Guest Contributor: Gabrielle Jackson
In many African cultures, before Western colonization, fathers served as providers and brought legitimacy to the families' legacy. The social status of a family with a present father granted them certain privileges and honors within their community.
Fathers normally did not participate in the early childhood nursing process but became more involved as the child grew older. Today, Black fathers play a similar, but more involved role in our children's lives. Many of them are present participants from birth. Despite the common myth of the absent Black father, Josh Levs’s new book All In, shows that 2.5 million of 4.2 million black fathers — or about 59.5 percent — live with their children. His numbers suggest that Black fathers are not absent but actually just unmarried. Studies show that father involvement increases positive outcomes that reflect in the child's adulthood.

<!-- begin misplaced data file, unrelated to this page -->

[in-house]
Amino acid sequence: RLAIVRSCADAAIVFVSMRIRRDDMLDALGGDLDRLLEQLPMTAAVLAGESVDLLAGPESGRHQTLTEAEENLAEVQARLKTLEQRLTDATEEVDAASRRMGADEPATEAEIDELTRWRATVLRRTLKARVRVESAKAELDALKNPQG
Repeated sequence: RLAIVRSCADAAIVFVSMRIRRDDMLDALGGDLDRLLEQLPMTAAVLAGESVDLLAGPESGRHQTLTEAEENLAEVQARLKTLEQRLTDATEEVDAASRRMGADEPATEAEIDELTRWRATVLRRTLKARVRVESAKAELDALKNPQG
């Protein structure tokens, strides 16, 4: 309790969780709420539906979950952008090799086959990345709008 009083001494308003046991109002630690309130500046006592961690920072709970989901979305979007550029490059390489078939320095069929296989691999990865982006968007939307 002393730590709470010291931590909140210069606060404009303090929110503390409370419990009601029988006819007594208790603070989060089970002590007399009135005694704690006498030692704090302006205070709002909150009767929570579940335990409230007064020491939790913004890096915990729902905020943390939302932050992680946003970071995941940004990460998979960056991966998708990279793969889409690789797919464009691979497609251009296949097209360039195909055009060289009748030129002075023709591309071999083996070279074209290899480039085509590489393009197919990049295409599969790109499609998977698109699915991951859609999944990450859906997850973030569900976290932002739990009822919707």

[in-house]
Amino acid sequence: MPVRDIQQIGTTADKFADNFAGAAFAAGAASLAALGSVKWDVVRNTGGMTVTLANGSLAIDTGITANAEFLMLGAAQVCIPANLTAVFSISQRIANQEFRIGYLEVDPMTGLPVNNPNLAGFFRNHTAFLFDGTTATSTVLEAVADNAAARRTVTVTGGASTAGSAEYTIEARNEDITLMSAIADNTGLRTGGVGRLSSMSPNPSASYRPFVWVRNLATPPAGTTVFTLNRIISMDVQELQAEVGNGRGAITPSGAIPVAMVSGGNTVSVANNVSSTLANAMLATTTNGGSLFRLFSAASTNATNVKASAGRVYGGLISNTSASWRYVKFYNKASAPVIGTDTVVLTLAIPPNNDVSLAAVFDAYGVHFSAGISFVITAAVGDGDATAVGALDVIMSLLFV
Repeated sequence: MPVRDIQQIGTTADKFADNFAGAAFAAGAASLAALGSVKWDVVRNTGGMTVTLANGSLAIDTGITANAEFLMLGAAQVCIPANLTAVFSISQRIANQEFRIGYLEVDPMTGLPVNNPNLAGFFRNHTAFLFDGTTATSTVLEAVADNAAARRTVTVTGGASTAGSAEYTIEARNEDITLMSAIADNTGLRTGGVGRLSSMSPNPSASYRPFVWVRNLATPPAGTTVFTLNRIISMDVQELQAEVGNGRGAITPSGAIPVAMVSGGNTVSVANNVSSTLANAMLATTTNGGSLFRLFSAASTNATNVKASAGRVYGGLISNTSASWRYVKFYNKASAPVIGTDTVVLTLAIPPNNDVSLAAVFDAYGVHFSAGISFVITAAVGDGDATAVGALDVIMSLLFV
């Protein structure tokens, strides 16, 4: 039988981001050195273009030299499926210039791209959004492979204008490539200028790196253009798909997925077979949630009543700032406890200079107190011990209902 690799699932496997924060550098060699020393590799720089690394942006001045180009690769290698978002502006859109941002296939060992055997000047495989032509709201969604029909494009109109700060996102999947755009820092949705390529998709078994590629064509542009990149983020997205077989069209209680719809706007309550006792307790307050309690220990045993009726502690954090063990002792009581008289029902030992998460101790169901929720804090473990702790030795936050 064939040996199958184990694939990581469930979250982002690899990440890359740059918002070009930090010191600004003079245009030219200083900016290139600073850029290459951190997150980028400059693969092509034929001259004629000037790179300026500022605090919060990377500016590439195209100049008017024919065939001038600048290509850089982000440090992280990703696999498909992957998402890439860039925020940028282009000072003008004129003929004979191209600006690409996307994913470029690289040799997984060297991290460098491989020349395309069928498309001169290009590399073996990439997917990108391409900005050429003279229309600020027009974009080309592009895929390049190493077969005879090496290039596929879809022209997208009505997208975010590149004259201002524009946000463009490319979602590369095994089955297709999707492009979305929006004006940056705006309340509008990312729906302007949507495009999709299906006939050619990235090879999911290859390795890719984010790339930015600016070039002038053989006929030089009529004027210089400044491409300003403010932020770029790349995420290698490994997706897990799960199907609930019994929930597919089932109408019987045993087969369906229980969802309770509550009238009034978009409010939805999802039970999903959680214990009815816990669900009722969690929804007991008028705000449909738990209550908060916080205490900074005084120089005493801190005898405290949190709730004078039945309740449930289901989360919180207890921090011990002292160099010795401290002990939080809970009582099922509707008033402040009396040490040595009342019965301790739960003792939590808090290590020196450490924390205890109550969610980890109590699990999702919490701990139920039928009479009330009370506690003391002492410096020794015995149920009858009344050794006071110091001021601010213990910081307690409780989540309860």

We love and appreciate present Black fathers and it is important that we dismantle the myth of the absent Black father.